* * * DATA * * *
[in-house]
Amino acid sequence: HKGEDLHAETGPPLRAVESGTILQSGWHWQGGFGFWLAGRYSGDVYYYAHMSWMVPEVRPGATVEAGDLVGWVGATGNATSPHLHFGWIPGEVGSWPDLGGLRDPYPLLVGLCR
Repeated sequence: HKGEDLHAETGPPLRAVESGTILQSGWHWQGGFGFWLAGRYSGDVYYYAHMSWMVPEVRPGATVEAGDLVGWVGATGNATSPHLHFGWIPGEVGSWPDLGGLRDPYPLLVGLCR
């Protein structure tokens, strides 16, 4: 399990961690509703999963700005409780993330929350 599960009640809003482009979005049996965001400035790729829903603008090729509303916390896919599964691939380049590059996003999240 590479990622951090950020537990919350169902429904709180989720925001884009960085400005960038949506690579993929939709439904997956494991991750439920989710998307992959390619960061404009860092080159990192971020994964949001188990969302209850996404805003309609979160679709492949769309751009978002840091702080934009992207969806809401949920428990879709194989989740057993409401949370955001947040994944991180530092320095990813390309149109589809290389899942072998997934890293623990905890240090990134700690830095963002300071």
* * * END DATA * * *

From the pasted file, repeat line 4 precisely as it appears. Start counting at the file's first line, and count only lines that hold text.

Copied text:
């Protein structure tokens, strides 16, 4: 399990961690509703999963700005409780993330929350 599960009640809003482009979005049996965001400035790729829903603008090729509303916390896919599964691939380049590059996003999240 590479990622951090950020537990919350169902429904709180989720925001884009960085400005960038949506690579993929939709439904997956494991991750439920989710998307992959390619960061404009860092080159990192971020994964949001188990969302209850996404805003309609979160679709492949769309751009978002840091702080934009992207969806809401949920428990879709194989989740057993409401949370955001947040994944991180530092320095990813390309149109589809290389899942072998997934890293623990905890240090990134700690830095963002300071």